A student who is fascinated with the causes of disease and death might decide to go to medical school and become a pathologist.

A medical doctor who performs autopsies to learn how patients died is a pathologist. Other pathologists trace illness back to their root causes, or diagnose diseases such as cancer. When a doctor decides to to become a pathologist, her field is called "pathology." The Greek root of both words is pathologikos, "treating of disease," which combines pathos, "suffering," with logia, "study, or the study of."

Definitions of pathologist

n a doctor who specializes in medical diagnosis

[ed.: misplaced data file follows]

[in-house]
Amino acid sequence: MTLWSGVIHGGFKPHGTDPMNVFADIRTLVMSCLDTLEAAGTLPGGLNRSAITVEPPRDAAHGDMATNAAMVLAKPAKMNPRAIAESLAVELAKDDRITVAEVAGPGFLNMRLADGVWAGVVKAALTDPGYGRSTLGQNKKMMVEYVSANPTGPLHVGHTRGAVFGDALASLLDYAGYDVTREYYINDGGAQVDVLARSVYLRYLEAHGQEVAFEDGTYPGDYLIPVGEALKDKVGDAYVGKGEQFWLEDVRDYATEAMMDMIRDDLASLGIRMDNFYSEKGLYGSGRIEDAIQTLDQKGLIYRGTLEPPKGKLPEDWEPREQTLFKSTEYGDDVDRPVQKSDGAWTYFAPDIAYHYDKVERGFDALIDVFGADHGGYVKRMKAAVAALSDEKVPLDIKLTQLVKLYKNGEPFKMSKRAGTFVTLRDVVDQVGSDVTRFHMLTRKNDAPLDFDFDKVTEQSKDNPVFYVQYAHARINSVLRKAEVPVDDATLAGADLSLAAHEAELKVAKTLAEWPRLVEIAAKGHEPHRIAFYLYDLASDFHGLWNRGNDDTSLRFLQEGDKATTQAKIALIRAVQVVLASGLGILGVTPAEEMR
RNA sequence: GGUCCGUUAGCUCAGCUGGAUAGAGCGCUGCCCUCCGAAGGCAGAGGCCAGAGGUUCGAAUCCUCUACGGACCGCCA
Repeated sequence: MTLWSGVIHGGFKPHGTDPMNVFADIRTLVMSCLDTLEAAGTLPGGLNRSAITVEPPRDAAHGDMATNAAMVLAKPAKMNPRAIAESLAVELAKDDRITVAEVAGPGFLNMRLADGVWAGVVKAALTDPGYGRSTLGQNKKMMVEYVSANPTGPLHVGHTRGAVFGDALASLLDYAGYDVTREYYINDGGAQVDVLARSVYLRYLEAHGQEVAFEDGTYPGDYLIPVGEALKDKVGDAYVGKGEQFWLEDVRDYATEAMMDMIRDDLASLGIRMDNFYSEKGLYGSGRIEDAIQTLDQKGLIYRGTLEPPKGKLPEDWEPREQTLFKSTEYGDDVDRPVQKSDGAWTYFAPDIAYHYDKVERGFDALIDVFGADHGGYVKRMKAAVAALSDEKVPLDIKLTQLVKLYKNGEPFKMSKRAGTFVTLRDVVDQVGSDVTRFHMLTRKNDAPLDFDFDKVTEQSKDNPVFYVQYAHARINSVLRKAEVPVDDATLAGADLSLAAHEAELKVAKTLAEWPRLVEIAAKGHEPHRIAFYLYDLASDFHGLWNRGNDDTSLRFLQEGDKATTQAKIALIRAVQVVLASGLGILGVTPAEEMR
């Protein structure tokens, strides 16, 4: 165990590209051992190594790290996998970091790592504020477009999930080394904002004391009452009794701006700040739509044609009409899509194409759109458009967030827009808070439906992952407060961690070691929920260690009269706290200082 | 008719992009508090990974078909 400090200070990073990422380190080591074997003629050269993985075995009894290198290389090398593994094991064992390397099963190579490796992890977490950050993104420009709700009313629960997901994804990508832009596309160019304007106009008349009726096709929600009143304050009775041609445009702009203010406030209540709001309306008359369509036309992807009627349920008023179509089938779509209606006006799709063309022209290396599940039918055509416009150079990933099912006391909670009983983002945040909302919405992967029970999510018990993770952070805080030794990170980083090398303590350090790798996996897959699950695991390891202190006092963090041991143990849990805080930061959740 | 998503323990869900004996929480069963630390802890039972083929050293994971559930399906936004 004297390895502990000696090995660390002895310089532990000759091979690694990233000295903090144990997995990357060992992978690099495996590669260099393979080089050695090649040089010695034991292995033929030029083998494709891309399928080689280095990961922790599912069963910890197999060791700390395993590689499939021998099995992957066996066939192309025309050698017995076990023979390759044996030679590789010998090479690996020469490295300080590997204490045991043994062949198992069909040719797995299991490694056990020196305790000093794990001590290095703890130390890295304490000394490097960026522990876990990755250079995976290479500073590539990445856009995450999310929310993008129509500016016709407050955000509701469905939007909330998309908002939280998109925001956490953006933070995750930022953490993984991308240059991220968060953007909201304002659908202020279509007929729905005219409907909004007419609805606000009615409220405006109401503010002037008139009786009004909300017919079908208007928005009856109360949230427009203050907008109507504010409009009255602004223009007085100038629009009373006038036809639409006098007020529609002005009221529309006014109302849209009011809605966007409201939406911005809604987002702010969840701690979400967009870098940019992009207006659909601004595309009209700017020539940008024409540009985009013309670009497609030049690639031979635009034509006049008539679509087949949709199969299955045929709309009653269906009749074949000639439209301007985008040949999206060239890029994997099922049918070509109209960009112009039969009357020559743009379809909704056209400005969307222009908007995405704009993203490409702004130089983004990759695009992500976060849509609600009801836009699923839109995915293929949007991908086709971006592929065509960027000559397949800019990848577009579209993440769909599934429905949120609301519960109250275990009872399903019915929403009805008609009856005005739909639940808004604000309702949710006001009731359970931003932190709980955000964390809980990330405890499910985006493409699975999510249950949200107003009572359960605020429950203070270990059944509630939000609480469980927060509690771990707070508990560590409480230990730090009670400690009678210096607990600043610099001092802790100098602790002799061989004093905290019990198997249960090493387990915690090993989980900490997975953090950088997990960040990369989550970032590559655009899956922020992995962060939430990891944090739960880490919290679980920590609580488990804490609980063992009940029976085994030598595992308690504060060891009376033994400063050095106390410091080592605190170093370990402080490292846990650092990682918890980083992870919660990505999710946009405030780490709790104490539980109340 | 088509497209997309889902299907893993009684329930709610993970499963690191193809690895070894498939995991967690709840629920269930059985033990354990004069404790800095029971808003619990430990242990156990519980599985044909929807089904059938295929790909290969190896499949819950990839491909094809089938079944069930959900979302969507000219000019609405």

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Sir Howard Walter Florey
British pathologist who isolated and purified penicillin, which had been discovered in 1928 by Sir Alexander Fleming (1898-1968)
Karl Landsteiner
United States pathologist (born in Austria) who discovered human blood groups (1868-1943)
Sir James Paget
English pathologist who discovered the cause of trichinosis (1814-1899)
Francis Peyton Rous
United States pathologist who discovered viruses that cause tumors (1879-1970)
Rudolf Karl Virchow
German pathologist who recognized that all cells come from cells by binary fission and who emphasized cellular abnormalities in disease (1821-1902)
aetiologist, etiologist
a specialist in the etiology of diseases
Type of:
medical specialist, specialist
practices one branch of medicine

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